Portrait Of A Composer Still Living Tradition Of Elgar, Vaughan Williams

0
363
Benjamin Frith and Penelope Thwaites perform music by Thwaites on a new disc from Somm Recordings.

Penelope Thwaites Chamber Music: Gardens, Fables, Prisons, Dreams. Tippett Quartet; Benjamin Frith, piano; Laurence Ungless, bass; Penelope Thwaites, piano. Somm Recordings (SOMMCD 0672). Total time: 65:14.

DIGITAL REVIEW — Pianist and composer Penelope Thwaites will turn 80 in 2024. A new retrospective of her chamber works, called Gardens, Fables, Prisons, Dreams, follows the path of inspirations through her creative life, such as heroic acts of political defiance, the writings of Oscar Wilde, the texts of the Psalms, and the poetry of Thwaites’ own father. As this list implies, she has written a good deal of vocal music. This recording, however, offers instrumental versions of some of those works as well as pieces originally composed for instruments. Every track is a first recording, either of the work itself or of a new arrangement.

The British-born Thwaites grew up in Melbourne, Australia. After graduating with a music degree from Melbourne University, she moved to London to study composition with William L. Reed and piano with Albert Ferber. As a performer, she has specialized in works by Australian composers, particularly Percy Grainger. Her first success as a composer came when she wrote the 1976 West End musical Ride! Ride! with lyricist Alan Thornhill about the British theologian John Wesley.

While Thwaites does play the piano on most of the tracks, at the record’s heart is the Tippett Quartet, a U.K.-based ensemble now in its 25th year. Joining them are bassist Laurence Ungless and pianist Benjamin Frith.

Frith and Thwaites team up for a two-piano arrangement (by Thwaites and her teacher, Reed) of the song-cycle A Lambeth Garden, composed in 1986 for a fundraiser for the Archbishop of Canterbury, Robert Runcie, and his wife, Rosalind, important for her work restoring public gardens in London. The original version set six poems by Michael Thwaites, Penelope’s father, for vocal quartet and two pianos. The only-pianos arrangement is unabashedly European in the old sense: elegant and graceful (“The Lambeth Waltz”), humorous in a winking way (“A Gardener’s Song”), at times a bit twee and prim (“An English Rose”), and glistening with virtuosic pianism for its own sake (“The Wildlife Garden”).

The other large-scale work is The Selfish Giant, an eight-movement suite composed for a 1968 ballet based on the fairy tale of that name by Oscar Wilde. It’s the story of children who have found a giant’s garden and play in it until he scares them away with a terrifying dance. But then winter comes, bringing the solitary giant to his knees. When spring returns, the children do, too; now the giant gently helps one of them to the top of a tree, understanding the value of being surrounded by warm, joyful hearts.

In a two-piano arrangement by the composer, again shared in a skilled performance with Frith, Thwaites captures every aspect of the tale. The journey from the children’s playfulness and fear to the giant’s loneliness and learning evoke Schumann’s Jugendalbum and Kinderszenen, from the heyday of the piano miniature. These movements, however, are certainly not technically accessible to children, no matter how accurately childlike their perspective.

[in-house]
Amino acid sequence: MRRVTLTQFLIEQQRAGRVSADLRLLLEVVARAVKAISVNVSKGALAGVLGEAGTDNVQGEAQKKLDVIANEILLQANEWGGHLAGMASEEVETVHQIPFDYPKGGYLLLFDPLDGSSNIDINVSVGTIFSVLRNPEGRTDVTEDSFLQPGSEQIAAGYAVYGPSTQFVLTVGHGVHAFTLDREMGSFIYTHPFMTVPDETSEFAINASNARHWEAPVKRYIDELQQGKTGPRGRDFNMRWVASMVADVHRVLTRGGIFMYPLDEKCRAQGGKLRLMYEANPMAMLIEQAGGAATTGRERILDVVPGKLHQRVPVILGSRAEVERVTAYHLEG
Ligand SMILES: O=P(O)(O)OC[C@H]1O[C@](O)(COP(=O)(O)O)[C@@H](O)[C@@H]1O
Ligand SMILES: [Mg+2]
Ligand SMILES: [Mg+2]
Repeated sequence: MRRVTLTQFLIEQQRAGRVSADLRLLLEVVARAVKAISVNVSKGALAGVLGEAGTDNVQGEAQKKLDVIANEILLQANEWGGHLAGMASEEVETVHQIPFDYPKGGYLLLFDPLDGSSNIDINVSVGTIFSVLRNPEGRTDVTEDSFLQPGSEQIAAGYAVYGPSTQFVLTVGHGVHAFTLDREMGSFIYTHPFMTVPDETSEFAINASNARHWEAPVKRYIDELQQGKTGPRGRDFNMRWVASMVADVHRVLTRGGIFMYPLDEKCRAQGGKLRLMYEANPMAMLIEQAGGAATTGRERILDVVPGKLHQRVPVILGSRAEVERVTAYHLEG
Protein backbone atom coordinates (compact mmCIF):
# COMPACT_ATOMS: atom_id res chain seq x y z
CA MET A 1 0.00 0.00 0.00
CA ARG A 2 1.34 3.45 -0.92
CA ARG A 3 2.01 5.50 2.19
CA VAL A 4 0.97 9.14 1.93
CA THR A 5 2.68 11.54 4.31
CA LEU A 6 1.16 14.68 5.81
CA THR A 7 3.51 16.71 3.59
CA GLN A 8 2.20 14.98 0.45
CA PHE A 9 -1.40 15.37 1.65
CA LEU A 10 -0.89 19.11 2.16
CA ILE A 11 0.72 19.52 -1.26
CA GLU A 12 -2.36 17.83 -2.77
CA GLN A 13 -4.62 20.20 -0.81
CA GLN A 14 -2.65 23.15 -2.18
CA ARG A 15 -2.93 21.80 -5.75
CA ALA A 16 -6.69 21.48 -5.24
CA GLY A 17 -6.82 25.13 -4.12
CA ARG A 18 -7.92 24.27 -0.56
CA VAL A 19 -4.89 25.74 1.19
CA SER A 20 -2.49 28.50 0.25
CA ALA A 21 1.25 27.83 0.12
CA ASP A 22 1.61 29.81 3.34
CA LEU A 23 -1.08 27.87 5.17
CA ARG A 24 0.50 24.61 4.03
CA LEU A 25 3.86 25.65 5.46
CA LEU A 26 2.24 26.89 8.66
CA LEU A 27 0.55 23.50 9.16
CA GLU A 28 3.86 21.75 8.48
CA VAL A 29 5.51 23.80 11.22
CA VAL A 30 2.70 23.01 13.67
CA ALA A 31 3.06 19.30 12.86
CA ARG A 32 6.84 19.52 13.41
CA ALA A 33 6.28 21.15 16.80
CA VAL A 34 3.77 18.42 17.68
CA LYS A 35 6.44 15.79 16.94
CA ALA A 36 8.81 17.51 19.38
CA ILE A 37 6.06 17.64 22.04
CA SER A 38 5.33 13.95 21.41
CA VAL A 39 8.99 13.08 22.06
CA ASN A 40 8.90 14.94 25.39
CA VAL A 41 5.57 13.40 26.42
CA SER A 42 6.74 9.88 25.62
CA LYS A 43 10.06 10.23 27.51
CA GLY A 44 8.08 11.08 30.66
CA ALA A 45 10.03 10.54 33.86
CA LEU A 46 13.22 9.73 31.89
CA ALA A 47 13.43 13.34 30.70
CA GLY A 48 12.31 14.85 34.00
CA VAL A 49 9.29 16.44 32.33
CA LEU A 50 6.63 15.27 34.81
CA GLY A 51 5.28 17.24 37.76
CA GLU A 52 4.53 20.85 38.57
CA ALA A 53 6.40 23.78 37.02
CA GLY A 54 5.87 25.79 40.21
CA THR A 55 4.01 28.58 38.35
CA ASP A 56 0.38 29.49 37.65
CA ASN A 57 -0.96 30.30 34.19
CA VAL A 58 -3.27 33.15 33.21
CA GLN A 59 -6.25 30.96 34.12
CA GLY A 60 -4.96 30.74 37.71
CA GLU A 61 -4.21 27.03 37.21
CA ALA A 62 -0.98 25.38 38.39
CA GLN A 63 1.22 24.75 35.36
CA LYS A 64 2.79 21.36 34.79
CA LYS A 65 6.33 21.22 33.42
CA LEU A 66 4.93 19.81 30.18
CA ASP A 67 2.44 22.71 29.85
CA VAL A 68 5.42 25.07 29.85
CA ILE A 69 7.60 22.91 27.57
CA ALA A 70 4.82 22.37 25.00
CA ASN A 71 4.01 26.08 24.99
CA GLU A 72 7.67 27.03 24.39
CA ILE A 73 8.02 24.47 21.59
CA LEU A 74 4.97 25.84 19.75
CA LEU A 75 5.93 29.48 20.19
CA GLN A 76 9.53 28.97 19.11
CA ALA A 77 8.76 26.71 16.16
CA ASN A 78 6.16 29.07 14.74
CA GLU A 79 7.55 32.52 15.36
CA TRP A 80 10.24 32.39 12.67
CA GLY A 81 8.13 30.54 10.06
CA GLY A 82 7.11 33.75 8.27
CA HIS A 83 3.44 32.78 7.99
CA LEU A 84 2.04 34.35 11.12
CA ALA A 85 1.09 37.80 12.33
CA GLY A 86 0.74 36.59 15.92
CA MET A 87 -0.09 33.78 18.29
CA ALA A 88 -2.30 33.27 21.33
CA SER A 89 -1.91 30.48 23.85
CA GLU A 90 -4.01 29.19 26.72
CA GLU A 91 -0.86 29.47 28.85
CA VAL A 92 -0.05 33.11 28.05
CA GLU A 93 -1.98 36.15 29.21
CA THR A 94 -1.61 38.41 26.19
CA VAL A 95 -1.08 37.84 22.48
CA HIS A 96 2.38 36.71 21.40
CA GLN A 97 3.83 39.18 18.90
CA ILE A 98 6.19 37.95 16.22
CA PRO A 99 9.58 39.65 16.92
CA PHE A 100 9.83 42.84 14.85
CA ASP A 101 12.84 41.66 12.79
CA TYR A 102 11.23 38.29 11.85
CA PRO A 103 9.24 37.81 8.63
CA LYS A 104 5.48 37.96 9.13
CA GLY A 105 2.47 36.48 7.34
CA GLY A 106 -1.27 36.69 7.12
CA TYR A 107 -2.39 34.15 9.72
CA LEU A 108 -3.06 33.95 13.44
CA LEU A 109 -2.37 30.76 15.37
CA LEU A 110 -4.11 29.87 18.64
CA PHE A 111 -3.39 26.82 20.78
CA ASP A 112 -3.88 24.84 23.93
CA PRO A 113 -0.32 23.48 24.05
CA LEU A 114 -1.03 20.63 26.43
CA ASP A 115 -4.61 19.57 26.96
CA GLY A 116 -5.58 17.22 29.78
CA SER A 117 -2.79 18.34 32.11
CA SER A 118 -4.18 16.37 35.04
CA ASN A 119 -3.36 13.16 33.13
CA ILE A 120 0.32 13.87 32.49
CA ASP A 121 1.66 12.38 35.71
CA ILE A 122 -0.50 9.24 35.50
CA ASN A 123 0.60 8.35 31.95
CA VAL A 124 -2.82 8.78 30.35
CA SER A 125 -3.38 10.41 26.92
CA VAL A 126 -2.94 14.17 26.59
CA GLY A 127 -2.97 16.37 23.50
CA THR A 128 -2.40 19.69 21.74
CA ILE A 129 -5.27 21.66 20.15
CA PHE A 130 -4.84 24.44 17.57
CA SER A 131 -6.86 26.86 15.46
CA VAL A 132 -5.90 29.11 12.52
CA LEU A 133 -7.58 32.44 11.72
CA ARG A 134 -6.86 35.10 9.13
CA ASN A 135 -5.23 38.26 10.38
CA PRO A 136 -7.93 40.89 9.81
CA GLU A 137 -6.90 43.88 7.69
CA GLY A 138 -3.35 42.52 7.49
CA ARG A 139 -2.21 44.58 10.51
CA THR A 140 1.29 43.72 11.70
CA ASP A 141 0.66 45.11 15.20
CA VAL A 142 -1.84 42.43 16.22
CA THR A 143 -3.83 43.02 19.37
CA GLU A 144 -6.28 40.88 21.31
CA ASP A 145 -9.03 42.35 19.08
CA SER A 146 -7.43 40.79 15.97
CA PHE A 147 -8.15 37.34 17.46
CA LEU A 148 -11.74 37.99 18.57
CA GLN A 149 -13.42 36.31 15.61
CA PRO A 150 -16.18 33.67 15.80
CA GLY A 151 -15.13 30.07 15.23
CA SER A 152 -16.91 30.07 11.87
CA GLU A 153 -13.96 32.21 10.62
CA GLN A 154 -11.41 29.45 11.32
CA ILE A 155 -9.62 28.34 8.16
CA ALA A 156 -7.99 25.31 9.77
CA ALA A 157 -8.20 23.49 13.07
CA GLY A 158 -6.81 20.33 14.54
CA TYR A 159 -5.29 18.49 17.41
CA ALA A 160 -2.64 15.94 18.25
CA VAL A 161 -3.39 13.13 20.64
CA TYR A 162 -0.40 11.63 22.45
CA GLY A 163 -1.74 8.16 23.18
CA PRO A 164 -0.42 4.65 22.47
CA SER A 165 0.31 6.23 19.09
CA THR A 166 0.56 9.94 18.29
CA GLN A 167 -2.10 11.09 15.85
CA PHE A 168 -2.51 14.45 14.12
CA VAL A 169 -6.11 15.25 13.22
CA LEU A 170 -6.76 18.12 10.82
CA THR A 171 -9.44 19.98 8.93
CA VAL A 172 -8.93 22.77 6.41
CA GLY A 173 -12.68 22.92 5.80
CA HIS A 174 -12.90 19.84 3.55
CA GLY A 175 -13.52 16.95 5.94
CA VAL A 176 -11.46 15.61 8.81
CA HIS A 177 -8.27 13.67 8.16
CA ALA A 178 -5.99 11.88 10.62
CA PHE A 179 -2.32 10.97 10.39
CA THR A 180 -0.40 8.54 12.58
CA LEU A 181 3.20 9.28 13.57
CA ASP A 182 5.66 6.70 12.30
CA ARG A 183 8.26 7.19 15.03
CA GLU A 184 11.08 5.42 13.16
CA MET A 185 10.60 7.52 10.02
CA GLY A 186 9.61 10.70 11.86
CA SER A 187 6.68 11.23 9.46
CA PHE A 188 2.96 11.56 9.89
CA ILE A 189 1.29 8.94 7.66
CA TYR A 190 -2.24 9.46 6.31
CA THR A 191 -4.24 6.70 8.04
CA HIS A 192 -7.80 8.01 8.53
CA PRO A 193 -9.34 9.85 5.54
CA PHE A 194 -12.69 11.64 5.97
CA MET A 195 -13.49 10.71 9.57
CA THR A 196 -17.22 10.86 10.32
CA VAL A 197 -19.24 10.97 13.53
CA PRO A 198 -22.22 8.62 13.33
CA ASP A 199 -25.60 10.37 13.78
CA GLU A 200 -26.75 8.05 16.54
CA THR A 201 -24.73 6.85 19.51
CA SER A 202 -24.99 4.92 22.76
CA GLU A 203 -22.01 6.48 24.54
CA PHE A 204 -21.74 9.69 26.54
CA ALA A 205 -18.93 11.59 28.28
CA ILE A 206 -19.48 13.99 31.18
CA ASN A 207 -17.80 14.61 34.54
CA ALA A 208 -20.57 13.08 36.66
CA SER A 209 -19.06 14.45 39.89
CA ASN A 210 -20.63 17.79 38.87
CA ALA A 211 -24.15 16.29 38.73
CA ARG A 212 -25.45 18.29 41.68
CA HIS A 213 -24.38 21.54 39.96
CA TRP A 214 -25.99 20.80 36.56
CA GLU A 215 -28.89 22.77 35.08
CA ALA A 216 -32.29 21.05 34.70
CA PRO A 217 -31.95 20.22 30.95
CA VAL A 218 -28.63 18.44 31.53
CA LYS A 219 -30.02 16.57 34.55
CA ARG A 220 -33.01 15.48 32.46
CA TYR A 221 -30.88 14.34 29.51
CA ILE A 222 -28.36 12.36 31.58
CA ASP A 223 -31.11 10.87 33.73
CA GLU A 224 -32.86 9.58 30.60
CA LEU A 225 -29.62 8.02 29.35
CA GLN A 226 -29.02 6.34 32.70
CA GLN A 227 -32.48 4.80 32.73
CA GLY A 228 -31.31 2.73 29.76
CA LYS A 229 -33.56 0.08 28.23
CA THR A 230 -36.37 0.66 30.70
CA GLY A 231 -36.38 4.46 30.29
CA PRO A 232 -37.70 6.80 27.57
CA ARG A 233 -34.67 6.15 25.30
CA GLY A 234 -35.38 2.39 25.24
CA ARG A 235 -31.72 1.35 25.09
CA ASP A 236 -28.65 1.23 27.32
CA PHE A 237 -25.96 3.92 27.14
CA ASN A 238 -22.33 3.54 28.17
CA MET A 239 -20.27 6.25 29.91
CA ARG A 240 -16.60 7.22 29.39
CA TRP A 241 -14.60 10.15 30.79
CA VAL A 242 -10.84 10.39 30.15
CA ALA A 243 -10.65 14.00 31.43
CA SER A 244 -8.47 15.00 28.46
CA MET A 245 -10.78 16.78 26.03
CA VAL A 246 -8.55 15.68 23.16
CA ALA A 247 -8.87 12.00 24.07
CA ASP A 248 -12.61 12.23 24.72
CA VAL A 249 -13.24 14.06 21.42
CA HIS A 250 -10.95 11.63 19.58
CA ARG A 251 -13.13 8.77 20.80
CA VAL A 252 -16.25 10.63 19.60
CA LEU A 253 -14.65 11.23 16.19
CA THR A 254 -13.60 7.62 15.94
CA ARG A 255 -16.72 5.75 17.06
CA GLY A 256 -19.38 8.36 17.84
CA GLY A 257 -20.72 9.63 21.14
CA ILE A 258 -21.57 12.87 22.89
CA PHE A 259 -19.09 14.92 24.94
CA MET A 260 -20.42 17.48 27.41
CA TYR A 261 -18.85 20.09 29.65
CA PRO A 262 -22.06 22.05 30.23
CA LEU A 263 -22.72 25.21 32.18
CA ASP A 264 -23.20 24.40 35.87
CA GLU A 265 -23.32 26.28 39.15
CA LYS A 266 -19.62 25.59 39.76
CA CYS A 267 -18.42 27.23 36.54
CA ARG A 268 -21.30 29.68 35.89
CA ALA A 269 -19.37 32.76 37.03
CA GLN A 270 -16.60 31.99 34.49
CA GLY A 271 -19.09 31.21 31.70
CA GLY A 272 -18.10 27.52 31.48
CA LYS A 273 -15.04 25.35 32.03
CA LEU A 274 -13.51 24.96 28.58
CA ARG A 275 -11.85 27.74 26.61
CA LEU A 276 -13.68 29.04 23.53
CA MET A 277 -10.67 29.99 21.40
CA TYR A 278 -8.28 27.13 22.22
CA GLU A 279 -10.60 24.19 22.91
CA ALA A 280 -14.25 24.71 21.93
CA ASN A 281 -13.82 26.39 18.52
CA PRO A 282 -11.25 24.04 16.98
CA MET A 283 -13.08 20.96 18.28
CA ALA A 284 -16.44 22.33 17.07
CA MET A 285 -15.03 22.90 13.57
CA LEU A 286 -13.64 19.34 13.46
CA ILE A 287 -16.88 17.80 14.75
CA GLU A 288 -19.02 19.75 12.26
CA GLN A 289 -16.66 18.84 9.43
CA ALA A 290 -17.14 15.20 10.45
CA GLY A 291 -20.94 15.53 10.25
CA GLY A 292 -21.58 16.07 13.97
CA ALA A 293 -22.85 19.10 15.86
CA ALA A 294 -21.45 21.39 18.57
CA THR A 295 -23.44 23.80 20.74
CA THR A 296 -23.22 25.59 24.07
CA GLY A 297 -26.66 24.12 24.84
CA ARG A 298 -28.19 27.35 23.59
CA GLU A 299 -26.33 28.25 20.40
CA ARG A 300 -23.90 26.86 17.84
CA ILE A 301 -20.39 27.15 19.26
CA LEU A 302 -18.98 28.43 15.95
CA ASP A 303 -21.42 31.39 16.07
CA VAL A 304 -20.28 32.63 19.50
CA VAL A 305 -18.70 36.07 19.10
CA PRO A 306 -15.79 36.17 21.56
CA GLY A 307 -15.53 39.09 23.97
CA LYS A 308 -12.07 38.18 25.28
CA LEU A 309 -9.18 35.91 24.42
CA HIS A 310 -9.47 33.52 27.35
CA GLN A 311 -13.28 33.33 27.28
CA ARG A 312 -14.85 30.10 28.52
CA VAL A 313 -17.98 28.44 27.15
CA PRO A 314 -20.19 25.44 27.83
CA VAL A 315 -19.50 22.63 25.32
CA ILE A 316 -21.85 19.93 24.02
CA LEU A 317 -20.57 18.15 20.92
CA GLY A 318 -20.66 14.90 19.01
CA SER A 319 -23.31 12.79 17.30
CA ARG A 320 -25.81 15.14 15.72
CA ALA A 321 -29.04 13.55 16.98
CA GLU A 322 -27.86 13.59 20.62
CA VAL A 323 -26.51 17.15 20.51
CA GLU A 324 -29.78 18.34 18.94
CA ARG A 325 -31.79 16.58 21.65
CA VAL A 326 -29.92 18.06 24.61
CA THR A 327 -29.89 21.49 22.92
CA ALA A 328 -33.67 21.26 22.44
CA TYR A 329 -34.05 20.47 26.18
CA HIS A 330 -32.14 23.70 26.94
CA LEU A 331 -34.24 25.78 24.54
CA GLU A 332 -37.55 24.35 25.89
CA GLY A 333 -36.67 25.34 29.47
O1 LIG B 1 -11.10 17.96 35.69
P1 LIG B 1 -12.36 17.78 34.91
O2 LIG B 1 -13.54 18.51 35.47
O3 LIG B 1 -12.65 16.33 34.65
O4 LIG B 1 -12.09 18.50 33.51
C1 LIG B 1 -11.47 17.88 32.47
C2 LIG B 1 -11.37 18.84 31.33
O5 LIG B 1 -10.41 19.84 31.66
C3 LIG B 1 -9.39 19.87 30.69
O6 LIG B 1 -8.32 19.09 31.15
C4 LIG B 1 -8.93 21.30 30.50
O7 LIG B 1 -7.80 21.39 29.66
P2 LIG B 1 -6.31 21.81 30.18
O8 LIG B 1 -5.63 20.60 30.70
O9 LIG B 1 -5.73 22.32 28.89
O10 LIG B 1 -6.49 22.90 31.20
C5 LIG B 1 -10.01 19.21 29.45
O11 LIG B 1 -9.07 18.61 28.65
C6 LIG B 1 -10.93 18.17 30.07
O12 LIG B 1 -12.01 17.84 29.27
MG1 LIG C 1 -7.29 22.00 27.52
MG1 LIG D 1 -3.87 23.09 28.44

There are a number of short pieces as well. Jan Palach’s Theme, which opens the recording, is a dense etude for string quartet written for a film about the Czech hero Palach, killed when he stood in front of Soviet tanks as they entered Wenceslas Square. The Tippett Quartet pulls wrenching emotions from their strings, condensing all the seriousness of late Beethoven into the tiny vignette. Vijay’s Fable, on the other hand, is a 2019 piano-trio revision of a work commissioned in 1971 to accompany Indian dancer-choreographer Vijaylakshmi Subramaniam. Its modal melodies and use of long trills as textural devices don’t pretend to be Indian music but offer a genuine amalgam of West and East.

Surprisingly, Thwaites’ Mazurka, subtitled Au Tombeau de Chopin, gives the violin and cello more prominent roles than the piano, which stays in the background as the high and low strings lilt and joust in 3/4 time. Tippett first violinist John Mills and cellist Bozidar Vukotic, with Thwaite at the keyboard, create endless fluidity in this piece that the composer said was largely inspired by memories of seeing Les Sylphides as a child.

As an example of Thwaites’ religious music, the brief but uplifting To the Hills, in a new arrangement for string quartet, began life in the 1960s as a choral setting of Psalm 121. It moves primarily through languorous chords decorated with moments of counterpoint. Also for string quartet is the heart-wrenching For Irina, inspired by the true story of Russian poet Irina Ratushinskaya, sent to the Siberian gulag for speaking out about censorship of the arts. The single-movement tone poem opens with muted cello, from which the higher string sounds grow, seeming to reach upward in sonic tendrils toward an ideal that humans are never destined to enjoy. Without tipping into overblown expression, the work — and the quartet’s playing — maintain a sense of eternal sorrow, broken only by a section of angular, harrowing dissonance that calls to mind Shostakovich.

Thwaites’ work has never been “cutting edge.” In fact, in an important way, it is purposefully “retro.” She represents the last vestiges of a lush British sound as set forth by Elgar, Walton, and Vaughan Williams. But that musical lode runs deep and wide, its minerals flavoring the development of symphonic, choral, and film-score writing throughout the 20th century. The particular offshoot of that vein that is the music of Penelope Thwaite is rightfully archived here as part of that tradition.